bev_vincent (bev_vincent) wrote,
bev_vincent
bev_vincent

Interpretive Dance

We watched Coming Through the Rye this weekend. It's about Jamie Schwartz, a teenager at prep school who decides to adapt Catcher in the Rye into a play for his class project. His advisers tell him he needs to get permission from Salinger. So he does a little bit of sleuthing, figures out where the reclusive author probably lives and goes on a road trip with a female companion who's a little bit in love with him.

Though the locals are protective and obstructive, Jamie eventually finds Salinger (Chris Cooper), who refuses to give him permission. More than that, he tells Jamie that he would be stealing from him if he did it. Jamie returns to school (there's a lot more to the story than that), and reports his findings, at which point the advisers tell him to go ahead and stage the play anyway. "No one's going to make any money from it," they say, uttering the false justification many copyright violators use. "And he's never going to find out."

At which point, I could only shake my head. First of all, if they didn't have any respect for Salinger's copyright, why did they bother sending the boy on this difficult mission to obtain permission? And then, given that Jamie held Salinger in such high esteem, how could he not refuse his advisers by telling them what Salinger had told him...that to do so would be stealing? The film was generally good, but that element ruined it for me, I'm afraid.

To cleanse our palate, we watched a few Christmas specials. I've heard of Pentatonix, but haven't seen them, so we saw their special. They remind me a lot of The Nylons, the Canadian a capella group that was popular in the eighties. This was followed by  Amy Grant's special. The next night we watched the Mormon Tabernacle Choir's show, which ended with a retelling of the events surrounding the creation and early performances of Handel's Messiah. I'd heard some of the details before, but having it interspersed with the performance was nice.

I binge-watched Goliath, the Amazon series starring Billy Bob Thornton that I mentioned last time. It's quite good. Very Grisham-esque. Some of the characters are overly quirky, a David E. Kelley trope, but Thornton plays it straight and the show wouldn't be much without him. Funny, though: I thought there were 10 episodes, but mid-way through the eighth it seemed like they were starting to wrap things up, and indeed they were. Caught me a bit by surprise.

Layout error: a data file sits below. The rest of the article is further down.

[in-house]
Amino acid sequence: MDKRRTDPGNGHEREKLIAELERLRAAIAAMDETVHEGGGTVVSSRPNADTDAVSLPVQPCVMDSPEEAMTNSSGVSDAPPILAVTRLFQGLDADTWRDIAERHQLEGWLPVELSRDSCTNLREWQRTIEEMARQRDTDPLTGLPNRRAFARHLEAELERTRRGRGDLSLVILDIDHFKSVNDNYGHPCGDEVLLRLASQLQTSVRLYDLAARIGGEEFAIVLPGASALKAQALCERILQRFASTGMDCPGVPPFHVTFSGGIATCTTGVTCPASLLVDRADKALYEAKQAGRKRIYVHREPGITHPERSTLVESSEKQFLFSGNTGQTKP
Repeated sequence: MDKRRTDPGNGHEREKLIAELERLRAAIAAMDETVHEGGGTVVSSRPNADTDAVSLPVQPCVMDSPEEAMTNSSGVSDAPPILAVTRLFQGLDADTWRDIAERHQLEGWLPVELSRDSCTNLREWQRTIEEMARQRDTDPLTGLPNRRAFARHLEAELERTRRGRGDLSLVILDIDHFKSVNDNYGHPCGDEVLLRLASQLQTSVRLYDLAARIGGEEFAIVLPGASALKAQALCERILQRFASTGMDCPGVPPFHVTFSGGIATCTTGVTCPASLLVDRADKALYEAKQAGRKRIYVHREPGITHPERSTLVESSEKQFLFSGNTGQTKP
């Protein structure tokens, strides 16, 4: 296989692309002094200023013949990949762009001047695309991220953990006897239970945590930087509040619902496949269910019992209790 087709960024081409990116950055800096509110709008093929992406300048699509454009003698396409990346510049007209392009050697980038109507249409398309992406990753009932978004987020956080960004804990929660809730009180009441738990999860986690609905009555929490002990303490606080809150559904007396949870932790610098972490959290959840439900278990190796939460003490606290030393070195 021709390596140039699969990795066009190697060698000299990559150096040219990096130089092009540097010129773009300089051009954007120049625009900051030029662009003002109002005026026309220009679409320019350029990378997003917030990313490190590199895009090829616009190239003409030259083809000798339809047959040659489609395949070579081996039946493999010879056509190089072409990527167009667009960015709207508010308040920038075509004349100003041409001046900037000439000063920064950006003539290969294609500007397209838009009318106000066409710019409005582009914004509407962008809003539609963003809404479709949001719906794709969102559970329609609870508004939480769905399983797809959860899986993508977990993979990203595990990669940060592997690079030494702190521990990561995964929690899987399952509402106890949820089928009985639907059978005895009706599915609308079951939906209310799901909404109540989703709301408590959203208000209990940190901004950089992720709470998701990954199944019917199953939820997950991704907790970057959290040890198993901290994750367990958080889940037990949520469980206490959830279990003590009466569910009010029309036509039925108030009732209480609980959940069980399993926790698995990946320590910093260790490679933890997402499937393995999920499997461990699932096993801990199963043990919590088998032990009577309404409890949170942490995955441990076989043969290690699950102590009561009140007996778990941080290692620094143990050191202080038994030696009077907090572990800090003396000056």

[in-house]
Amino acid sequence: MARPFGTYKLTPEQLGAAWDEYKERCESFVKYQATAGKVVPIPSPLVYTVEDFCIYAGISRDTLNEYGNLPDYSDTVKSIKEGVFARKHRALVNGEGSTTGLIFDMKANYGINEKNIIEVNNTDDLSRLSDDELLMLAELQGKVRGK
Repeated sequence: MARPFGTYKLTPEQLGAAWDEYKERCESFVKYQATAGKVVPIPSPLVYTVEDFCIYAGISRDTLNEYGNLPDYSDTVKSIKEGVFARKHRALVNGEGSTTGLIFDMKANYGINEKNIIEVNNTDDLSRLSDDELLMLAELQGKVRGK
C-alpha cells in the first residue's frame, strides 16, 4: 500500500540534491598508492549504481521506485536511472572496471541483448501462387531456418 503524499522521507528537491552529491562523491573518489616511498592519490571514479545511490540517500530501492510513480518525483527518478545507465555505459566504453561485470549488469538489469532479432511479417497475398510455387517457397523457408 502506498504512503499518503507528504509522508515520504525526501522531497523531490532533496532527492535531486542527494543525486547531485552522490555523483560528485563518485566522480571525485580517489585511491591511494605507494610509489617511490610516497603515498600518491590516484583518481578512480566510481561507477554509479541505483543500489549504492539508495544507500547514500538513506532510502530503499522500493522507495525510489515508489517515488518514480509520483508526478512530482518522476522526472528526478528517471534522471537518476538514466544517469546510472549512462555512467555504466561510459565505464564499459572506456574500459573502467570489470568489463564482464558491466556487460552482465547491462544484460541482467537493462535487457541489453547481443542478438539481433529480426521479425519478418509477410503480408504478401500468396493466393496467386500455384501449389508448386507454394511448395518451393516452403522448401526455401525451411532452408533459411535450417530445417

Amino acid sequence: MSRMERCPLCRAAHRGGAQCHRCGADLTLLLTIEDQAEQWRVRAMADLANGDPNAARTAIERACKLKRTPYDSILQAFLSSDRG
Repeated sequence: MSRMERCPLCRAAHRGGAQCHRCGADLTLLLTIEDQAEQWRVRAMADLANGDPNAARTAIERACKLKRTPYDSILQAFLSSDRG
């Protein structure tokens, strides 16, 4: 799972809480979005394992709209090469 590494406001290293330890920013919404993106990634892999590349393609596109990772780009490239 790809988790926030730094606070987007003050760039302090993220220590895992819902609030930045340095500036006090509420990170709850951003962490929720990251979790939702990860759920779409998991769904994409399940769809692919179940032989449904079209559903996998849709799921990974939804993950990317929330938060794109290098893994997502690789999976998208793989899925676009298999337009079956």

The promo trailer for Netflix's The OA intrigued me, and I was familiar with Brit Marling from the series Babylon where she plays an American hired as a publicist for the London Metropolitan Police. It was an oddball show, half camp-half drama, but I liked it. Sometimes I feel like I'm the only person who saw it.

The premise of The OA seemed interesting, too. A young woman who has been missing for seven years shows up under mysterious circumstances. When she vanished, she was blind; now she can see, but has strange scars on her back and is somewhat unstable emotionally.

The first indication that something weird was going on with the show (not the story) was when the "opening" credits started crawling at the 50 minute mark of the first episode (out of 70 minutes). It made what came before feel like the longest "cold open" in television history. And, in fact, it was, because at that point the show changes radically, and it turns into (mostly) a narrated flashback of the main character's life. Wow, did that rob the story of any dramatic impact. It becomes tedious to listen to someone telling you what you're seeing (in abbreviated fashion) on the screen. Apparently it's all about the benefits of having near death experiences, but by the mid-point of the second episode I was starting to have a near-death experience of my own, so I bailed. I don't quit shows easily, but I couldn't imagine going through several more hours of that. And apparently that's what the remaining episodes were: more of the same, until an unearned shocking event in the final minutes.
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